There are a number of state-specific forms you may need when going through the probate process.
In Texas, a few counties have dedicated Probate Courts, and the rest handle probate via Constitutional County Courts, with the relevant District Court having jurisdiction for contested matters. You can see this court structure on the Texas Courts website, and you can find the appropriate TX court for a given estate by using the Texas Courts search to select your desired court type and county location. (or you can download the Texas court list and search for the relevant county).
You can check with your local court for the forms they might prefer, and below you will find some of the more common TX forms:
Unfortunately, Texas provides only small estate forms at the statewide level. Above we have provided example probate forms from various counties: you can either contact your local court to see if they have a preferred form, adapt one of the above forms for your particular county, make up your own form, or have a lawyer do it for you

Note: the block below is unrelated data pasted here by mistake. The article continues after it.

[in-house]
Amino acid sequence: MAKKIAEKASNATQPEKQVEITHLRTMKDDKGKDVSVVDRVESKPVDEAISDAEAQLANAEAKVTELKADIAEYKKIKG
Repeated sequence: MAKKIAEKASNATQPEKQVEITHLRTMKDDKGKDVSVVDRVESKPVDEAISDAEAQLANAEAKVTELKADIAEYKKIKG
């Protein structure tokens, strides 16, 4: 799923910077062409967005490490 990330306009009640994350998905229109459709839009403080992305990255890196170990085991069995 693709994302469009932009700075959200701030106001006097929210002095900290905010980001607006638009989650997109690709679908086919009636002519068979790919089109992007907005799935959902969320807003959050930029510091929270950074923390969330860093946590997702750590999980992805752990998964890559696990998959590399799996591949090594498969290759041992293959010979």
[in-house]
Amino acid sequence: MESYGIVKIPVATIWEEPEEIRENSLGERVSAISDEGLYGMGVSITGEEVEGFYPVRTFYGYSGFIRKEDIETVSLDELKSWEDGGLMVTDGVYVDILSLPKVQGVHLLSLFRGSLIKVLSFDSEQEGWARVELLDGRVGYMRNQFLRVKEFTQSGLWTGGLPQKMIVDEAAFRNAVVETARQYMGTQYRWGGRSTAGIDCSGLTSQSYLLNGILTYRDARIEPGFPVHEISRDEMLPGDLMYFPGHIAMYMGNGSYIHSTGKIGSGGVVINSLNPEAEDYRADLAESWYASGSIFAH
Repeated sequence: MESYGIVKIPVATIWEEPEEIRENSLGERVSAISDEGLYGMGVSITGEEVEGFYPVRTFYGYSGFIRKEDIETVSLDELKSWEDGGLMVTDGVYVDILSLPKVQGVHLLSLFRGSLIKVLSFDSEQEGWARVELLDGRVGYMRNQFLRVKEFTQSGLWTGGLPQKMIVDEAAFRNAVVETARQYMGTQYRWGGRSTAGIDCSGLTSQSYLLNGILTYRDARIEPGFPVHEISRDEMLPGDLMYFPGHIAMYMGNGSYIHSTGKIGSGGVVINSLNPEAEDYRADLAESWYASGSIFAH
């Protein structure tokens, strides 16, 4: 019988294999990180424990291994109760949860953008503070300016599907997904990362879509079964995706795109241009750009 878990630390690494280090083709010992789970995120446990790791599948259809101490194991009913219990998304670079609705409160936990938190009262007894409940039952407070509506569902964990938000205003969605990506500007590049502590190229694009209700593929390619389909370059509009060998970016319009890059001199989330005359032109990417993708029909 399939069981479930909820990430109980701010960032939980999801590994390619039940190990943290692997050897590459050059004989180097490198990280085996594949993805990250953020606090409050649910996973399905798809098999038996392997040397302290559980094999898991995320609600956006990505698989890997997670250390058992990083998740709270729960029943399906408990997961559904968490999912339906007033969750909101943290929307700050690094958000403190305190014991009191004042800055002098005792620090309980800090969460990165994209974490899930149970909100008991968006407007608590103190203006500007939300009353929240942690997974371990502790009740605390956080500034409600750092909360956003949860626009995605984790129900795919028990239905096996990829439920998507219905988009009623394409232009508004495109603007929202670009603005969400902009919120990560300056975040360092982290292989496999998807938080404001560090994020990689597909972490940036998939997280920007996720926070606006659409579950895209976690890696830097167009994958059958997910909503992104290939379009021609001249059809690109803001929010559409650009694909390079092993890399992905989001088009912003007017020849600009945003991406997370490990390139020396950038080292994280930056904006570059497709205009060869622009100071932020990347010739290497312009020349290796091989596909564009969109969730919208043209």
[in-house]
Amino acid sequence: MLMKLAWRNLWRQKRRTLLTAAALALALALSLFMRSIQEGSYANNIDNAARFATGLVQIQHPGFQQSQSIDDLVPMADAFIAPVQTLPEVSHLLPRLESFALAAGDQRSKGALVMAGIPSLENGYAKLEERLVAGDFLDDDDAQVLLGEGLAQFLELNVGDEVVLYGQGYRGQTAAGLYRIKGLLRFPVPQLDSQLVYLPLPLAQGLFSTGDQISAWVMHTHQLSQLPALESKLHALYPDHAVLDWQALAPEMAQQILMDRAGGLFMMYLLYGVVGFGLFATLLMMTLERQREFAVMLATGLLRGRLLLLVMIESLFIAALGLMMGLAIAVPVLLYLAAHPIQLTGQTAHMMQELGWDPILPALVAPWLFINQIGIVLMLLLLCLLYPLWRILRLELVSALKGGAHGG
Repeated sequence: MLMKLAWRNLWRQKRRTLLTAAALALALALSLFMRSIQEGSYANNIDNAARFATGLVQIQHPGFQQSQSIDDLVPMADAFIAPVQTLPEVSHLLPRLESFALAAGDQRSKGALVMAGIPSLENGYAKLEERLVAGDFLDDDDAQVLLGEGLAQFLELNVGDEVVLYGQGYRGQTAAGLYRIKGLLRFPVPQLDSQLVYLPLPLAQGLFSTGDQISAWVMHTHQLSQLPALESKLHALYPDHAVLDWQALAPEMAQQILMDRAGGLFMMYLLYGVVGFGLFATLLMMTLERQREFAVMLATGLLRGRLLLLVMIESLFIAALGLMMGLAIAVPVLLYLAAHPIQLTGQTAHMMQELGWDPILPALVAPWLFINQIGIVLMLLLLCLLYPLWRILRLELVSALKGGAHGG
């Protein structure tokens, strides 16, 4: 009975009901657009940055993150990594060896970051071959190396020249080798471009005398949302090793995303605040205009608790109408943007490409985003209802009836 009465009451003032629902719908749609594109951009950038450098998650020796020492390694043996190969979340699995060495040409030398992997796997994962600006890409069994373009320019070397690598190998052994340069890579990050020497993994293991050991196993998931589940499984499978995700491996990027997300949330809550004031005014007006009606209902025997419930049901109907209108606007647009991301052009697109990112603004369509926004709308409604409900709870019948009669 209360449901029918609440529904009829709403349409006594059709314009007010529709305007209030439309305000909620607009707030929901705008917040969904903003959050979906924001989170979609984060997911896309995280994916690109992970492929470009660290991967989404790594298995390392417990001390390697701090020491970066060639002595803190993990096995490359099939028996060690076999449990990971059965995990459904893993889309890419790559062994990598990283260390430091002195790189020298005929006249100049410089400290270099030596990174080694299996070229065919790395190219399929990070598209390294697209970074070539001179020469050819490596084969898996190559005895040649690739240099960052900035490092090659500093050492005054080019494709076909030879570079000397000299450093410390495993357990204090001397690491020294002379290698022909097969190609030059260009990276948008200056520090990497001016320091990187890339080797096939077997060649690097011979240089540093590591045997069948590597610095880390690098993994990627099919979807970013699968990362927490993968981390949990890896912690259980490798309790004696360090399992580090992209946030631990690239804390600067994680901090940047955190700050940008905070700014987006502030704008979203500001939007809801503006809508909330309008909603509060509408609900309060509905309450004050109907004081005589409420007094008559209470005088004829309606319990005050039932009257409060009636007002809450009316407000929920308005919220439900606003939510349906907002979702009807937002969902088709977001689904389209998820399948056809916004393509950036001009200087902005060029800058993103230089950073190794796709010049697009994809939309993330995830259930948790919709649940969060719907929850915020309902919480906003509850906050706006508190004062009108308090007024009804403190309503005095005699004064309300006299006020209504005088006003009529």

Note that while you can personally file forms, Texas requires an estate to have an attorney of record unless using a small estate approach or the estate does not involve other interested parties. Texas requires attorneys and encourages consumers to file submissions electronically.
Other Texas forms you may find useful include:
Small estates sometimes need only 1 specialized form or affidavit: see Small TX Estates.
See also General Probate.